Health Effects of Omega-3 Polyunsaturated Fatty Acids


Greek-American Review

There are two families of essential fatty acids, the omega 6 and omega 3 polyunsaturated fatty acids (PUFA). They are essential because human beings cannot make them and they must be obtained from the diet.

On the basis of estimates from studies in Paleolithic nutrition and modern day hunter gatherer populations, it appears that human beings evolved consuming a diet that was much lower in saturated fatty acids than is today's diet. Further-more, the diet contained small and roughly equal amounts of omega 6 and omega 3 PUFA (ratio of 1 2: 1) and much lower amounts of trans fatty acids than does today's diet.

The current Western diet is very high in omega6 fatty acids (the ratio of omega 6 to omega 3 fatty acids ranges between 10 30: 1) because of the recommendation to substitute vegetable oils, corn oil. sunflower, safflower, cotton-seed and soybean oil that are high in omega 6 fatty acids for saturated fats to lower serum cholesterol concentrations. Furthermore' intake of omega 3 fatty acids is much lower today because of the decrease in fish consumption, and the industrial production of animal feeds rich in grains containing omega 6 fatty acids, leading to production of meat rich in omega 6 and poor in omega 3 fatty acids. The same is true for poultry, eggs and farmed fish. Even cultivated vegetables contain fewer omega 3 fatty acids than do plants in the wild. In summary, modern agriculture, with its emphasis on production, has decreased the omega 3 fatty acid content in many foods: green leafy vegetables, animal meats, eggs, and even fish, while it has increased the amount of omega6 fatty acids in foods, leading to high omega 6 intake for the first time in the history of human beings in many countries around the world. The traditional diet of Crete (Greece) is consistent with the Paleolithic diet relative to the omega 6: omega 3 ratio. The Lyon Heart Study, which was based on a modified diet of Crete, had an omega 6:omega 3 ratio of 4: 1 resulting in a 70% decrease in risk for cardiac death. The higher the ratio of omega 6 to omega 3 fatty acids in platelet phospholipids, the higher is the death rate from cardiovascular disease. As the ratio of omega 6 PUFA to omega 3 PUFA increases, the prevalence of t % p,- diabetes also increases. A balance between the omega 6 and omega 3 fatty acids is a more physiologic state in terms of gene expression, eicosanoid metabolism and cytokine production.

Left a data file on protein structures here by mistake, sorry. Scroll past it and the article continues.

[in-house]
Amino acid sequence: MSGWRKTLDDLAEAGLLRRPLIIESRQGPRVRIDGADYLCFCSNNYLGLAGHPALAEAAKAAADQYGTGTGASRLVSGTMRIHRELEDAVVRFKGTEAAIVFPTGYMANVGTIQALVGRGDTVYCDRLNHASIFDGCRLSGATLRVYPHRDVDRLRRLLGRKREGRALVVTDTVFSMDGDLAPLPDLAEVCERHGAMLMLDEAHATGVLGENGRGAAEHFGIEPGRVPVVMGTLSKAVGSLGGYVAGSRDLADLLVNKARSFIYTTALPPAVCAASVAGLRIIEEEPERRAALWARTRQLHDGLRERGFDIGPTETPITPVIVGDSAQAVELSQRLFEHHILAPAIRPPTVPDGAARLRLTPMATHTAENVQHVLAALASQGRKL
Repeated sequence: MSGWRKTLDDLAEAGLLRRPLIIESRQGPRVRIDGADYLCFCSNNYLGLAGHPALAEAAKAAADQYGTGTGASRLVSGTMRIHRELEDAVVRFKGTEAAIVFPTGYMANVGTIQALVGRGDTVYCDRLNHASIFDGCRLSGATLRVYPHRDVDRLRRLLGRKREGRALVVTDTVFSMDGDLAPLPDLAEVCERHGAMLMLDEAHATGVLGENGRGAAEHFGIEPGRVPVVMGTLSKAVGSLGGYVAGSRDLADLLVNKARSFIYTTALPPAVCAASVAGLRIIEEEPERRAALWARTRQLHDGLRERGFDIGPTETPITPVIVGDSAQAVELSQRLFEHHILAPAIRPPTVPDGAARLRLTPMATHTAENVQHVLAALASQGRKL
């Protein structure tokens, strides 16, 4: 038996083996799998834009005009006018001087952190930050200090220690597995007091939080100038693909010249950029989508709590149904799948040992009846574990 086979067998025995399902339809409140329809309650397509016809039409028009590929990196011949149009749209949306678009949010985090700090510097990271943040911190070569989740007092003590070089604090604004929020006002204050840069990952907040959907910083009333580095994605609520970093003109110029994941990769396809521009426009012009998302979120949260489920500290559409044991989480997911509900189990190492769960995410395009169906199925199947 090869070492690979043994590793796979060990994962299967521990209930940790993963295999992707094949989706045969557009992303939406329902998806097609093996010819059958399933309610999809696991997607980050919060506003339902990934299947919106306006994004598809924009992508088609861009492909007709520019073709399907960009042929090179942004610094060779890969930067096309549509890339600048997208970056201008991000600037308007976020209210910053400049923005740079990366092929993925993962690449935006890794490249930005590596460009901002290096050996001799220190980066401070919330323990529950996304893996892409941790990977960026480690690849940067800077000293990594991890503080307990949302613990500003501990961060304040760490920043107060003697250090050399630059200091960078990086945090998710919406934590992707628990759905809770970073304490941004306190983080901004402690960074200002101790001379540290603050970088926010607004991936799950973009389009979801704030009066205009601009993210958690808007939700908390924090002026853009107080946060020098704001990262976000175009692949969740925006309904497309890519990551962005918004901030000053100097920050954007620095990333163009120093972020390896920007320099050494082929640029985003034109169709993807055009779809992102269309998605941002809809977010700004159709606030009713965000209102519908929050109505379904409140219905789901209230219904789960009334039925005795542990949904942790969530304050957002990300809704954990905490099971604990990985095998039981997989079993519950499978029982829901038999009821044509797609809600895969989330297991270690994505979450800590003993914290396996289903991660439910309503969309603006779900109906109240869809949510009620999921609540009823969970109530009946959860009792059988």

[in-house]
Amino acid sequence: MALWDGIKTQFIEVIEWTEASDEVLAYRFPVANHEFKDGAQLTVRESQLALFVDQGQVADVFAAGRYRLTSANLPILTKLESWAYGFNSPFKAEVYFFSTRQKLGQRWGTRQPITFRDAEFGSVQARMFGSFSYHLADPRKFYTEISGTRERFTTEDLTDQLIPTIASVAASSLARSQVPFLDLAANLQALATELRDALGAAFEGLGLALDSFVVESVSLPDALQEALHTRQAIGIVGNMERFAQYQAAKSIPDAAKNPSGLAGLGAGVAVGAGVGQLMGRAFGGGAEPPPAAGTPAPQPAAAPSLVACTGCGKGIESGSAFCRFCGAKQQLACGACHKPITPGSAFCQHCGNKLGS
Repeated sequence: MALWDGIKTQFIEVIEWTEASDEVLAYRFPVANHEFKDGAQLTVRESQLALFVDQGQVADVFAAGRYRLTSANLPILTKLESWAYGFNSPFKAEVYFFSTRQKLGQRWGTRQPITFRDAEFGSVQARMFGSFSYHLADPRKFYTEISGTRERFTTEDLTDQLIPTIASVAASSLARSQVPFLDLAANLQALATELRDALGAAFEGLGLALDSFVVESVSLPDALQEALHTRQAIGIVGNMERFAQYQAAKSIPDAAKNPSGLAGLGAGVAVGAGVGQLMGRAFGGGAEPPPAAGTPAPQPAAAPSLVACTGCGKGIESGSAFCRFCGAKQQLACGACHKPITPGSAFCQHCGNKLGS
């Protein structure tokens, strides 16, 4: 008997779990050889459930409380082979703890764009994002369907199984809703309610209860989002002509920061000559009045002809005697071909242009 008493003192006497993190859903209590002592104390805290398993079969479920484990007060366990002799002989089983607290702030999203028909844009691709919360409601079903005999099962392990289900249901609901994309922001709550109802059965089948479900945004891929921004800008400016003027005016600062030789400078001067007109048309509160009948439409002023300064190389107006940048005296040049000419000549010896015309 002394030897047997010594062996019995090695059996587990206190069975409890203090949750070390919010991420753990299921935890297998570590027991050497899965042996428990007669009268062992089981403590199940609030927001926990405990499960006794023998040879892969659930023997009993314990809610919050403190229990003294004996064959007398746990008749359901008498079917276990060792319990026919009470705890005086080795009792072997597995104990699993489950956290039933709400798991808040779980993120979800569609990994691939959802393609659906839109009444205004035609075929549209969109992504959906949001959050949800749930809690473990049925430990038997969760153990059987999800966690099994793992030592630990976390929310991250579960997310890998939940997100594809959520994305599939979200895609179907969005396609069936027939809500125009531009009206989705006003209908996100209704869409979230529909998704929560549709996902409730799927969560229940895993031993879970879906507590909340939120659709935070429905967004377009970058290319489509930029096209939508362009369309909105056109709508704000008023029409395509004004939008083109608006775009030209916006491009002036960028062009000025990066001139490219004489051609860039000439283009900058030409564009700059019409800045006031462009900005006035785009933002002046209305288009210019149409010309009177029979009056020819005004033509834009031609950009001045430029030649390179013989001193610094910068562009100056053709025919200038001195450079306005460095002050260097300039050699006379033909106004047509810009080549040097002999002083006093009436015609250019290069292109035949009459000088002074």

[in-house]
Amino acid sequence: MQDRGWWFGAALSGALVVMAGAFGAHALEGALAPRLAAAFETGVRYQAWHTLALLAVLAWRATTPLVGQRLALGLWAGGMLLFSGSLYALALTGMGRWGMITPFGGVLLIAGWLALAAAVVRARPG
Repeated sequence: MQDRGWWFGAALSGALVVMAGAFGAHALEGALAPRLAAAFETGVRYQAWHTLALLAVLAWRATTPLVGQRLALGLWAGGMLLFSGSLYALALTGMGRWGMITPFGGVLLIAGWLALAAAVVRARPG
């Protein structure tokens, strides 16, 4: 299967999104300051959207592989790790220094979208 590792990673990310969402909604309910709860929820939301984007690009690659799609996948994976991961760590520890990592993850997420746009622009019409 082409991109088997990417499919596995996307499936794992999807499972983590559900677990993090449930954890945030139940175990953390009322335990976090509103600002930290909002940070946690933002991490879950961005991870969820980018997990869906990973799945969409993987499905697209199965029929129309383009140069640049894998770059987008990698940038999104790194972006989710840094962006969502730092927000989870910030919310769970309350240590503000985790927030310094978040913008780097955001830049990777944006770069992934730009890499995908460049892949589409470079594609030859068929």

Today, more is known about the mechanisms and functions of omega 3 fatty acids than other fatty acids. Research has shown that docosahexaneoic acid (DHA) an omega 3 fatty acid found in fish oil is essential for the development of the premature infant relative to visual acuity, visual function and maturation. In the full term infant DHA may influence visual acuity and neural pathways associated with the developmental progression of language acquisition. These findings have led to inclusion of DHA and arachidonic acid (AA), an omega 6 fatty acid, in infant formula by most countries around the world.

When humans ingest fish or fish oil, the ingested EPA and DHA partially replace the omega 6 fatty acids [especially AA] in cell membranes, particularly those of platelets, erythrocytes, neutrophils, monocytes and liver cells. Recent research suggests that the response to omega 3 fatty acids may be geno-type dependent since certain individuals respond more than others. It is essential to take genetic variation into consideration in setting up clinical intervention trials. There is a need to move away from the long term prospective studies, and proceed with genotype specific clinical intervention trials.

Artemis P Simopoulos, MD. is the President of The Center for Genetics, Nutrition and Health in Washington. D. C. and author of The Omega Diet (Harper Collins, 1999)

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